• “Does your work make you happy?” he asked.
    “I don’t know what happy means anymore. I thought I was happy with Chuck and he was cheating on me. Isn’t happy just our capacity for self-deception?”
  • I think one of the best ways to face this problem of self-centeredness is to discover some cause and some purpose, some loyalty outside of yourself and give yourself to that something. The best way to handle it is not to suppress the ego but to extend the ego into objectively meaningful channels. And so many people are unhappy because they aren’t doing anything. They’re self-centered because they aren’t doing anything. They haven’t given themselves to anything and they just move around in their little circles.
  • Ren: Hey! What is this thing? Get it off of me!
Stimpy: It's the Happy Helmet, Ren. Now you'll always be happy! And this is the remote control. And I use this dial to control how happy you are!
  • Ren: "HA HA HA HA HA HA HA, ha ha ha ha! Stimpy, I'm so - happy! I must - go - do nice - things! Hee hee he hee hee, ha ha ha hahaaaa! So - happy - ironing... for STIMPY! Ha ha ha ha ha haaa!
Ren: I - must do - wonderful things - for my best - friend - Stimpy! OH - JOY!!! HA HA HA HA HAHAAAAAA!!! See how I love to clean - filthy catboxes!

L[edit]

  • The great happiness-secret, after all, is division. How dare we, in this vain, fleeting world, concentrate our whole freight of interest in one frail bark ?
  • To use the established phrase, three months of uninterrupted happiness glided away—a phrase, though in frequent use, whose accuracy I greatly doubt ; there being no such thing as uninterrupted happiness any how or any where.
  • And yet it is a wasted heart :
    It is a wasted mind
    That seeks not in the inner world
    Its happiness to find ;
    For happiness is like the bird
    That broods above its nest,
    And finds beneath its folded wings,
    Life's dearest, and its best.
  • It is simply no good trying to keep any thrill: that is the very worst thing you can do. Let the thrill go — let it die away — go on through that period of death into the quieter interest and happiness that follow — and you will find you are living in a world of new thrills all the time. But if you decide to make thrills your regular diet and try to prolong them artificially, they will all get weaker and weaker, and fewer and fewer, and you will be a bored, disillusioned old man for the rest of your life. It is because so few people understand this that you find many middle-aged men and women maundering about their lost youth, at the very age when new horizons ought to be appearing and new doors opening all around them.
  • We meet this evening, not in sorrow, but in gladness of heart.
    • Abraham Lincoln, last public address (April 11, 1865); in Roy P. Basler, ed., The Collected Works of Abraham Lincoln, vol. 8, p. 399 (1953). On April 9, Lee had surrendered.
  • The rays of happiness, like those of light, are colorless when unbroken.

M[edit]

  • The self is a simplification of the notion of soul, created to serve the purposes of the modern sciences of psychology and economics, both of which want you to be happy in a simple, straightforward way they can count.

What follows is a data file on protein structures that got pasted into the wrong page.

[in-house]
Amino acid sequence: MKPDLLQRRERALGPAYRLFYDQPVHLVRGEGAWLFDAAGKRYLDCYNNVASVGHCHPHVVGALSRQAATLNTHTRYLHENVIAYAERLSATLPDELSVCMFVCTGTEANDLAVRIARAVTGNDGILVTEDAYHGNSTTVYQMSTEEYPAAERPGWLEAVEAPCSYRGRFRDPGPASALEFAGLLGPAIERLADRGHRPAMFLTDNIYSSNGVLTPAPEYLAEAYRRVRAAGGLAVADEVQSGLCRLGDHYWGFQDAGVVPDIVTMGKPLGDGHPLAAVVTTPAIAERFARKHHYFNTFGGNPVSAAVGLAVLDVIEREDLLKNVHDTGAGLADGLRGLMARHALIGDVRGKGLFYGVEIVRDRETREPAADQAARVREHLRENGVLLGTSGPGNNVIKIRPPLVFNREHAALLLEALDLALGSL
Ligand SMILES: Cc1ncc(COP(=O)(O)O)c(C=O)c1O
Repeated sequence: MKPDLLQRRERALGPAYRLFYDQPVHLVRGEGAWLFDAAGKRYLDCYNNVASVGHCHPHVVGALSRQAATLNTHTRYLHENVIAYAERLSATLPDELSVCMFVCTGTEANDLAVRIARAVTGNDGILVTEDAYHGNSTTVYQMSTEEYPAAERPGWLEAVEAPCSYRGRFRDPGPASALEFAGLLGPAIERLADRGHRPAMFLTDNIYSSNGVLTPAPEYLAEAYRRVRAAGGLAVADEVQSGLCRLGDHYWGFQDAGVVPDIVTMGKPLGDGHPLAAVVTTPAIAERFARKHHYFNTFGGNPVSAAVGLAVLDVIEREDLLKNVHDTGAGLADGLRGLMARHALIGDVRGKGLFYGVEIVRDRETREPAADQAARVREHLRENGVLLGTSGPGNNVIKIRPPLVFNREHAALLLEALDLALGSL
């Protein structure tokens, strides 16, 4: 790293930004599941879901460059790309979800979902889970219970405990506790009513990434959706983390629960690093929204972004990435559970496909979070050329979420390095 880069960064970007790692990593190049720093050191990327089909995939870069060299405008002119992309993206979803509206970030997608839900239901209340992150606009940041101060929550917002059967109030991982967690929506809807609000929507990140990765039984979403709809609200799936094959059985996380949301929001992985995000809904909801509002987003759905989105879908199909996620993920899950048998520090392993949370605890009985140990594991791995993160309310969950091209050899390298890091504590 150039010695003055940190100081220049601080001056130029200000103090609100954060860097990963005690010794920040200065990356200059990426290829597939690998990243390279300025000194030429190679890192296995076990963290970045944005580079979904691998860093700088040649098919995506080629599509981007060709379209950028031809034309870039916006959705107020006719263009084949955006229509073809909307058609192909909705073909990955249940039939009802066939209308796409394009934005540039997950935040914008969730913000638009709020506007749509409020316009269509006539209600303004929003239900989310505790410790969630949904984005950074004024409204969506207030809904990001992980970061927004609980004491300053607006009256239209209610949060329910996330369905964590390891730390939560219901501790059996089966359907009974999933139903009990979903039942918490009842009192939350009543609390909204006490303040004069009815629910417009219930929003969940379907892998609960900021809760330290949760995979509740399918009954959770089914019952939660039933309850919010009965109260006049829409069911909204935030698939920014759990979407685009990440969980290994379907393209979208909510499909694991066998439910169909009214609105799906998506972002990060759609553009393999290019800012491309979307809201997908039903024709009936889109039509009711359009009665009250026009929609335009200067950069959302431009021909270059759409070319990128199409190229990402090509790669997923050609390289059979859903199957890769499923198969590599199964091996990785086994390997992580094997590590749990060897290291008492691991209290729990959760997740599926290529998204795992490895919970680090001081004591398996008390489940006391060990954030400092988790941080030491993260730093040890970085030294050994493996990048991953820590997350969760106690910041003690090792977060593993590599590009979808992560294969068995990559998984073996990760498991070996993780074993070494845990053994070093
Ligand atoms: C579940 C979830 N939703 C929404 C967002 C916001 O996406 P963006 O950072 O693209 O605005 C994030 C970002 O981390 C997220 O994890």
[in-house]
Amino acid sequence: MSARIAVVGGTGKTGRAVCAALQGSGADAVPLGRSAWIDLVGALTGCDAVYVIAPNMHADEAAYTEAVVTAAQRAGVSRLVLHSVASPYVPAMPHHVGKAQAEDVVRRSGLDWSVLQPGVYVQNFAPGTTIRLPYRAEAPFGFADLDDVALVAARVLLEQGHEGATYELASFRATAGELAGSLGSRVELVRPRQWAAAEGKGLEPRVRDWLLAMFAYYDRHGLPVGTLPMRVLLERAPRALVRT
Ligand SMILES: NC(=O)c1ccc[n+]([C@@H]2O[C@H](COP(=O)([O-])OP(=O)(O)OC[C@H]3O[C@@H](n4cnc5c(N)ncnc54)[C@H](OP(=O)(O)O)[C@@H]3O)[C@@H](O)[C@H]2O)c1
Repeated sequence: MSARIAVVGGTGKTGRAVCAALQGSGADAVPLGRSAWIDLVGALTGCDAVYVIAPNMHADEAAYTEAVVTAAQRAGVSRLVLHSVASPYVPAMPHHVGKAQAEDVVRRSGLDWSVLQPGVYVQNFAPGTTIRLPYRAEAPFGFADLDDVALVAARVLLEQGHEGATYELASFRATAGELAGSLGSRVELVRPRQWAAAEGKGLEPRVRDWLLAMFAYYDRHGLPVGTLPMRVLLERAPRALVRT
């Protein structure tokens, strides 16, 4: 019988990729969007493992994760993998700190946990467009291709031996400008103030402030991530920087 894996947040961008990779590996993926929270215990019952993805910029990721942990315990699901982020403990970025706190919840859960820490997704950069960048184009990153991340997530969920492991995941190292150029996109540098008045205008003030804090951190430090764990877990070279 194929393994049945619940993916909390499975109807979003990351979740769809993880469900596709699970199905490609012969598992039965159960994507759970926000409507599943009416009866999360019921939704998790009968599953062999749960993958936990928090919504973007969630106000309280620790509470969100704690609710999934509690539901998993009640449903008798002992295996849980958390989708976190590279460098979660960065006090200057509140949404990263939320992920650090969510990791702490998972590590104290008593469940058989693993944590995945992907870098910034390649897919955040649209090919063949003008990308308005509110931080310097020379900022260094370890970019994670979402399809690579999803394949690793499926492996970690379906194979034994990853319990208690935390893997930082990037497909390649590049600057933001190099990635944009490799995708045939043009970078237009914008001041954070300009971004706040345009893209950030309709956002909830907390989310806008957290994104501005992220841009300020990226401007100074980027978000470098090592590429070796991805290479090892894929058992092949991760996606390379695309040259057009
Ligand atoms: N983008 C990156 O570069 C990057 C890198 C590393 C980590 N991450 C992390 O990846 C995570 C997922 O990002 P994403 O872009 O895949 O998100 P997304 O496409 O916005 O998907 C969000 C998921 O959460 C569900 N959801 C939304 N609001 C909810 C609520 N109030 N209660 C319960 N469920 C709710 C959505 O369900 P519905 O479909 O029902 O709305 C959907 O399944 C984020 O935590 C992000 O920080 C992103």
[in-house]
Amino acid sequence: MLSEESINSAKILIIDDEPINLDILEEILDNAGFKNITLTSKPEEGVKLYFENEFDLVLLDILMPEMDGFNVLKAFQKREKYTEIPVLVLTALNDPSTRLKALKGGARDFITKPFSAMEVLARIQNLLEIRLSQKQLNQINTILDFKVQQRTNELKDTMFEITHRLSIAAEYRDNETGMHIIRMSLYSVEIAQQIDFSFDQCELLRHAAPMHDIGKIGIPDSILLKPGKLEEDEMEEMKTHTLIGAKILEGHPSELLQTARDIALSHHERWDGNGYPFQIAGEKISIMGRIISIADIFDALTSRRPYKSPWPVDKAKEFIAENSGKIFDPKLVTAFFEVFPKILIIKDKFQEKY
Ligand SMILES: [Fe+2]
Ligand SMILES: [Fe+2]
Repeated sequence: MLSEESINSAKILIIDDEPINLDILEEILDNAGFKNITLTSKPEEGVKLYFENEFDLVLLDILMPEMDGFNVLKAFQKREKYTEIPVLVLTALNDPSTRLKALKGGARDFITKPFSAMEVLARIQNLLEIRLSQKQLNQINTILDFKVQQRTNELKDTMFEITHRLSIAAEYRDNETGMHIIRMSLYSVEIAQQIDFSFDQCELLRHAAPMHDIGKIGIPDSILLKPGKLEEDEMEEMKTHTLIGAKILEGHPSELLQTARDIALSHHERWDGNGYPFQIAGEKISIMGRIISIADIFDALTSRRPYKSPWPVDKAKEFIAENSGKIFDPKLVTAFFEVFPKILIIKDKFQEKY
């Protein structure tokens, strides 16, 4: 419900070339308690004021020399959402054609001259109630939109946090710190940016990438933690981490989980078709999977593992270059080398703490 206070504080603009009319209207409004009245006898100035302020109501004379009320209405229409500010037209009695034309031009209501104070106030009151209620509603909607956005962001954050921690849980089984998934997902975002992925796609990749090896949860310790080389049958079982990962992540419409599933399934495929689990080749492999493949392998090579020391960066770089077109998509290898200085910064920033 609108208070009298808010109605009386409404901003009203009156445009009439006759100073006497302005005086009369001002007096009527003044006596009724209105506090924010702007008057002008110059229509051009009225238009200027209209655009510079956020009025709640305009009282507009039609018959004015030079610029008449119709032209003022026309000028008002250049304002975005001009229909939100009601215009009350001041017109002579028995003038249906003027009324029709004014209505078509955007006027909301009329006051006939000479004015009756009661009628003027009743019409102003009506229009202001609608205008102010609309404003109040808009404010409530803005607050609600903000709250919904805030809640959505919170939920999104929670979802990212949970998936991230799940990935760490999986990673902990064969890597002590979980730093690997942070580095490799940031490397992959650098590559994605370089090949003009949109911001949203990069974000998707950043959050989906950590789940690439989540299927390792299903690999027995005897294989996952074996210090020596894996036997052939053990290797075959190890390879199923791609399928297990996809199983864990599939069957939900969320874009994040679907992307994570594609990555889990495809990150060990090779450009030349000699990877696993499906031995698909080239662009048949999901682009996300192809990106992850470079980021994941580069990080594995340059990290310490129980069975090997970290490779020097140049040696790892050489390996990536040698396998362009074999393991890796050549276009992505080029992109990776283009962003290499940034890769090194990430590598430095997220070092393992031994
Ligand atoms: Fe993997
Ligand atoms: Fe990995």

• Harvey Mansfield, “How to Understand Politics: What the Humanities Can Say to Science”
  • Three ounces are necessary, first of Patience, Then, of Repose & Peace; of Conscience
    A pound entire is needful;
    of Pastimes of all sorts, too,
    Should be gathered as much as the hand can hold;
    Of Pleasant Memory & of Hope three good drachms
    There must be at least. But they should moistened be
    With a liquor made from True Pleasures which rejoice the heart. Then of Love's Magic Drops, a few—
    But use them sparingly, for they may bring a flame
    Which naught but tears can drown,
    Grind the whole and mix therewith of Merriment, an ounce
    To even. Yet all this may not bring happiness
    Except in your Orisons you lift your voice
    To Him who holds the gift of health.
    • Margaret of Navarre, in Marie West King, ed., Recipe for a Happy Life, Written by Margaret of Navarre in the Year Fifteen Hundred, p. 1 (1911). A modern "happy home recipe", author unknown, includes: "4 cups of love, 2 cups of loyalty, 3 cups of forgiveness, 1 cup of friendship, 5 spoons of hope, 2 spoons of tenderness, 4 quarts of faith, 1 barrel of laughter. Take love and loyalty, mix thoroughly with faith. Blend it with tenderness, kindness and understanding. Add friendship and hope, sprinkle abundantly with laughter. Bake it with sunshine. Serve daily with generous helpings".
  • Happiness exists on earth, and it is won through prudent exercise of reason, knowledge of the harmony of the universe, and constant practice of generosity.
  • Tolerant people are the happiest, so why not get rid of prejudices that hold you back?
  • In every life we have some trouble, but when you worry? You make it double. Don't worry, be happy.

N[edit]

  • The rich philistinism emanating from advertisements is due not to their exaggerating (or inventing) the glory of this or that serviceable article but to suggesting that the acme of human happiness is purchasable and that its purchase somehow ennobles the purchaser.
    • Vladimir Nabokov, “Philistines and Philistinism,” Lectures on Russian Literature (1981)

P[edit]

  • They have a secret instinct which impels them to seek amusement and occupation abroad, and which arises from the sense of their constant unhappiness. They have another secret instinct, a remnant of the greatness of our original nature, which teaches them that happiness in reality consists only in rest and not in stir.
    • Blaise Pascal, Pensées, #139 “Leisure,” W. F. Trotter, trans